Consider this YOUR INVITATION to my world

Come see my art – It’s on display!

I’m very proud to be a participant in this year’s Cedar City Art Walk.

The 2017 Art Walk has been extended through September, so much of my art will be on display for four months straight (June through September, plus a couple weeks prior) at Stone Path Massage & Energy Center here in Cedar City. I’ll be giving a demonstration of my painting method there on the final Friday of each month (June 30, July 28, August 25, and September 25).

The 2017 Cedar City Art Walk coincides with the annual Utah Shakespeare Festival, and Stone Path is located on Center Street (University Blvd.) directly across the street from Randall Theater, a superb, slightly bigger, reconstruction of The Globe Theater. In other words, each is “conveniently located” near the other. Incedentally, Stone Path is midway between S.U.M.A. (Southern Utah Art Museum, at Southern Utah University, and the Artisan’s Gallery, both hubs of activity on Final Fridays – A prominent location!

So come to the most scenic area in the U.S.A. – The arts are all around you in town, enjoy world-class and world-renowned performances of classic Shakespeare plays, visit any of the five National Parks just a day-trip from here, and stop in to Stone Path Massage & Energy Center to see my paintings on display!

 

 

 

 

 

 

 

 

 

Two very different islands with the same name…

“Necker” is the name shared by two islands half a world away, one in Hawaii’s “leeward islands”, the other in the British Virgin Islands in the Caribbean Sea.

I’d been sketching ideas for a painting of the Hawaiian island, then stumbled across its namesake, and slowly arrived at a good way to show both. I’d begun painting when I found out that the Caribbean “Necker” is actually Sir Richard Branson’s own private island!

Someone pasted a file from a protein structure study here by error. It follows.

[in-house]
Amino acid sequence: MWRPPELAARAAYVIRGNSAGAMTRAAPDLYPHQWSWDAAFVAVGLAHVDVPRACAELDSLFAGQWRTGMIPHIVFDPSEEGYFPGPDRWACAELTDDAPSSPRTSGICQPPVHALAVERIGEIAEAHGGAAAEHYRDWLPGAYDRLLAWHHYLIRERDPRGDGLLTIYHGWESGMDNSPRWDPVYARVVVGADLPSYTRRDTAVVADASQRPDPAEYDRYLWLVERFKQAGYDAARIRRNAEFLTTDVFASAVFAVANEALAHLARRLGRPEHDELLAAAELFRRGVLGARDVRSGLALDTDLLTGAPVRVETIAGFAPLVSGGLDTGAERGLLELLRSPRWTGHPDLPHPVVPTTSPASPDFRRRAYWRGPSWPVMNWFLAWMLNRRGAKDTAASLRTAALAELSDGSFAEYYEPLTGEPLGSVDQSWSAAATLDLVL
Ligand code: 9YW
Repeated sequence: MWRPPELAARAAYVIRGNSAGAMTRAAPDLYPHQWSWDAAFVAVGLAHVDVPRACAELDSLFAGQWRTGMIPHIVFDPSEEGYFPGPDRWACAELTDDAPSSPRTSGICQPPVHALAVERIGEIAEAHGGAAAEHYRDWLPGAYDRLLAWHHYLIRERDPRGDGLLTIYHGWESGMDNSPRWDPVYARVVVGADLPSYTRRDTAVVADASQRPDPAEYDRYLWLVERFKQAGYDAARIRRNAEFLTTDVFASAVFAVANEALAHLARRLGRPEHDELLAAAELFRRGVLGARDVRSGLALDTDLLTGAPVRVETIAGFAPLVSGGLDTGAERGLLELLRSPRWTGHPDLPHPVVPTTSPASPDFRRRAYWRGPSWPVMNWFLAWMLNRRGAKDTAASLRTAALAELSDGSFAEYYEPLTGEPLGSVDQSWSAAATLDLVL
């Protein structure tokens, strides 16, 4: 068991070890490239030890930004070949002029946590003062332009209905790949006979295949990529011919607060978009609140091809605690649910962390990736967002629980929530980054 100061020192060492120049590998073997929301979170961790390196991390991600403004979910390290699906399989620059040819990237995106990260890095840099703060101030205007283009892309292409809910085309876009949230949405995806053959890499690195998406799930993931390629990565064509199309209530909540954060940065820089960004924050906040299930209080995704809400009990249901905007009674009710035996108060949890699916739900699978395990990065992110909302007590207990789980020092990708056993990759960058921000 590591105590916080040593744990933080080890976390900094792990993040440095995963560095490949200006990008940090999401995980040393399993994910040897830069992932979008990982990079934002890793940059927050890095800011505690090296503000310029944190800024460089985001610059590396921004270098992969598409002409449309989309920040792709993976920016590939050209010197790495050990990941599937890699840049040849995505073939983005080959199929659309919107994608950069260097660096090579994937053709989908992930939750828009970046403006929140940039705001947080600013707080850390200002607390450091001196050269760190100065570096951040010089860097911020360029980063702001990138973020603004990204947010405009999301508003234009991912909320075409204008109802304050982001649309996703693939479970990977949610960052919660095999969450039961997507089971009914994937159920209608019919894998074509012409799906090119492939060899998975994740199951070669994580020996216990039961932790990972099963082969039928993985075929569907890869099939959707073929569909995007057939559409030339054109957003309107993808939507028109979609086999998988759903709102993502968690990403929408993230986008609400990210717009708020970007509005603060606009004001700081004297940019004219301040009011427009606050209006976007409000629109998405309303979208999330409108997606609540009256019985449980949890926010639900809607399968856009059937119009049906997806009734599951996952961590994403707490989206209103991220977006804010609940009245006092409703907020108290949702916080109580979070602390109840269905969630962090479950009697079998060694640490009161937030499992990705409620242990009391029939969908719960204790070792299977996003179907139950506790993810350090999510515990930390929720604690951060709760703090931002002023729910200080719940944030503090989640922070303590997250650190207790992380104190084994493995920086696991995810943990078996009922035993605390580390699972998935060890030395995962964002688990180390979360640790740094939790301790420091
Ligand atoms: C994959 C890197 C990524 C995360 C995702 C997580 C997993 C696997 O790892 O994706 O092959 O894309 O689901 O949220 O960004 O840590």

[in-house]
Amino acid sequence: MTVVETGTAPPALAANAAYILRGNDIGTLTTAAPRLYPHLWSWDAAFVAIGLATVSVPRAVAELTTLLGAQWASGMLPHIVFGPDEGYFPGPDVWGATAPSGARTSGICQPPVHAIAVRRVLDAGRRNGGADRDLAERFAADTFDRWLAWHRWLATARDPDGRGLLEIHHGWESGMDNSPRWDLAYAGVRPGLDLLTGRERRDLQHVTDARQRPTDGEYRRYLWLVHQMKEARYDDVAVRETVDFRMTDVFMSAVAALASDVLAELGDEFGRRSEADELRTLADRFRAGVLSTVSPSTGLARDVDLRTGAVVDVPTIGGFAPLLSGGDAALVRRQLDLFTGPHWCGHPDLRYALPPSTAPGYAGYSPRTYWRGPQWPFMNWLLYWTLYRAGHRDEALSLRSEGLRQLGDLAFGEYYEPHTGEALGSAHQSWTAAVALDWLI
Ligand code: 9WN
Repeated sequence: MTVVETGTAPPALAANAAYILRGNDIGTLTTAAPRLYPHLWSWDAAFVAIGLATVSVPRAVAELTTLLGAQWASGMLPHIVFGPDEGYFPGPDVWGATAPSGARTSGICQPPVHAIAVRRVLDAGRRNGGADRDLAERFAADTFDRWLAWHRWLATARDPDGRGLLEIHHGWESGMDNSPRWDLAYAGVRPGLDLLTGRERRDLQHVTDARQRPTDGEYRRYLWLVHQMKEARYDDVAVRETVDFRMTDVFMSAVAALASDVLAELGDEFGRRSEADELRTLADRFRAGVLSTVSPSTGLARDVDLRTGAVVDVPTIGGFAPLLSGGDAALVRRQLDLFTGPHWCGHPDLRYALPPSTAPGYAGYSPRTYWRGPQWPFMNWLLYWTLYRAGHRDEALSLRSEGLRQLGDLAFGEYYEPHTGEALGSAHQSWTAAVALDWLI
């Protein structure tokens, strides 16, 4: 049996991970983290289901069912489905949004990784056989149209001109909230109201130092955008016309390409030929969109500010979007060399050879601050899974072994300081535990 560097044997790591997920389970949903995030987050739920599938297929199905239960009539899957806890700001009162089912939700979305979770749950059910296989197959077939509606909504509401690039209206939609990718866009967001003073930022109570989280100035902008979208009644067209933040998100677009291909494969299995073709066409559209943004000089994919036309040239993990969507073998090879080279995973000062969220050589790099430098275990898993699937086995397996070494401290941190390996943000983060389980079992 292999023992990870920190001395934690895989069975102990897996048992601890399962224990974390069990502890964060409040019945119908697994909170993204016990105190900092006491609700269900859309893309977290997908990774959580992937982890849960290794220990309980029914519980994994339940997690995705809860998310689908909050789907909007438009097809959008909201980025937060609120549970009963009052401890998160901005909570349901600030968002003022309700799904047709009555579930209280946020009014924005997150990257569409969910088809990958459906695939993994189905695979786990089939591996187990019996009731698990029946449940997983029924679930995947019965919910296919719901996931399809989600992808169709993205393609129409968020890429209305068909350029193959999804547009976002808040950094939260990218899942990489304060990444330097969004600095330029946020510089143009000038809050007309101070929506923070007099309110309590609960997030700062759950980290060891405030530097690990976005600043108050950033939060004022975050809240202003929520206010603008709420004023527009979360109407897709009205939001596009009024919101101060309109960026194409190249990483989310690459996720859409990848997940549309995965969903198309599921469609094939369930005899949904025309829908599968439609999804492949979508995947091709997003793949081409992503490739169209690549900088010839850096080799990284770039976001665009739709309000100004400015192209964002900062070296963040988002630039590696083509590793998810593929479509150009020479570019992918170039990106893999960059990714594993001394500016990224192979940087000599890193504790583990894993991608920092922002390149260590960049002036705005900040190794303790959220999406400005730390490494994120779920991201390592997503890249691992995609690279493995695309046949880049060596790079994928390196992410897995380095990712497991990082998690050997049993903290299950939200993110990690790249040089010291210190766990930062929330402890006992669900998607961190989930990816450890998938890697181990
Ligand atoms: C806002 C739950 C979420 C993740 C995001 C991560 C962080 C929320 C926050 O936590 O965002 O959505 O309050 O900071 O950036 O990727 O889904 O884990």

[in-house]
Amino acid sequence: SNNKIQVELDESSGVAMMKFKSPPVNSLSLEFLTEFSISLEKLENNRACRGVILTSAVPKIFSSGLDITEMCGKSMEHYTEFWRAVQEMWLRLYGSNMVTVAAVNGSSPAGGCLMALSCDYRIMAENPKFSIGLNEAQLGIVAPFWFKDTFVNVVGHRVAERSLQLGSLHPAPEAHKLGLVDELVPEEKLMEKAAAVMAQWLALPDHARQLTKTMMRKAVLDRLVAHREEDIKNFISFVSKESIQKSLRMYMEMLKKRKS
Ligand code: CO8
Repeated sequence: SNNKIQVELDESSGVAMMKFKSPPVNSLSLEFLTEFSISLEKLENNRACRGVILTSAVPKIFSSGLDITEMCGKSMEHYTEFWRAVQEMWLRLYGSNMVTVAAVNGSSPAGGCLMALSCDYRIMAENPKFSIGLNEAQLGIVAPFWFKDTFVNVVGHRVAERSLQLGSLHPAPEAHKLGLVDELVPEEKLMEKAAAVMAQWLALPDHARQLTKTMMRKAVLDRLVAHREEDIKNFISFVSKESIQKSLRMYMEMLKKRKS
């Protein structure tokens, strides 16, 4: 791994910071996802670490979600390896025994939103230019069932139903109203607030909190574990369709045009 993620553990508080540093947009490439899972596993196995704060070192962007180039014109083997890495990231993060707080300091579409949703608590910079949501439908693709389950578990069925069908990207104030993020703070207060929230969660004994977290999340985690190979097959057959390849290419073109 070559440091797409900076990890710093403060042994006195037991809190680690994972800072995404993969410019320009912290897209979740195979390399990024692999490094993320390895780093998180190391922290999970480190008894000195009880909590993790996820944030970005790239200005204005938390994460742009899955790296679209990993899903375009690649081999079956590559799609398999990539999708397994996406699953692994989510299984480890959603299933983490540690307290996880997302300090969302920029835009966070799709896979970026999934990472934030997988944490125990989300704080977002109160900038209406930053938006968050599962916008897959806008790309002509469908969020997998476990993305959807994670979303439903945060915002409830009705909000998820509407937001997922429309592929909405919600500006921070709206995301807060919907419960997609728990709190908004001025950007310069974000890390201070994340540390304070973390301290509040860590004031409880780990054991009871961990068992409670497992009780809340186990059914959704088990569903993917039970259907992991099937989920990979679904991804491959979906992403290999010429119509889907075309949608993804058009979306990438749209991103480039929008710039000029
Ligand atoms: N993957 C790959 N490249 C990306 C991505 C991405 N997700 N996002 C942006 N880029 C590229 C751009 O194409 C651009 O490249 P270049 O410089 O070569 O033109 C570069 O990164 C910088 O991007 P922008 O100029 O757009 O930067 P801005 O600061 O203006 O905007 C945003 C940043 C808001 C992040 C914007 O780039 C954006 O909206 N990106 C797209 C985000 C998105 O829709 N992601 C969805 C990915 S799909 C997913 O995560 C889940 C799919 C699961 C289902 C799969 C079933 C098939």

The two islands are shown here at the same scale, repeated nine times. The use of plenty of “interference paint” and heavy brush-strokes on the islands results in very different coloration as lighting and viewing angles shift.
From a distance, the composition hints at a seaside flower, while closer viewing has it resemble some sort of ocean-dwelling invertibrate. Only upon close scrutiny do the contrasts between sandy and rocky landforms and ever-changing sea currents present themselves.

 

 

 

 

 

 

Yet another California island is in the works…

California’s “Channel Islands” are still on my mind, and I decided to challenge myself by making a composition from the shape of Anacapa Island, part of the National Park. It is one of the more oddly-shaped islands I’ve ever tried to portray, and after toying with the idea of making a “nautilus” design    I decided to just make some photocopies of the island’s outline and play around with them. So far, so good, I guess…

 

The other-worldliness of The Great Basin

Last weekend I went up to Sevier Lake (pronounced “severe”) to snap some photos of Crystal Peak with Wheeler Peak right behind it. Crystal Peak is a knob of quartz sandstone about thirty miles west of Severe Lake. For just a minute or two after sunrise it glows bright pink, really bizarre. Wheeler peak is more than eighty miles away and is a 13000′, perennially snowcapped monster (home of Nevada’s only glacier, too). My first morning caught the colors, but my perspective was a little off, with all but the very craggy tip of Wheeler Peak obscured by a hill in The Confusion Range. The next morning I hiked to the proper viewpoint, but the morning was overcast and colorless! Oh well, there’s always next time: I live here so I can go there again.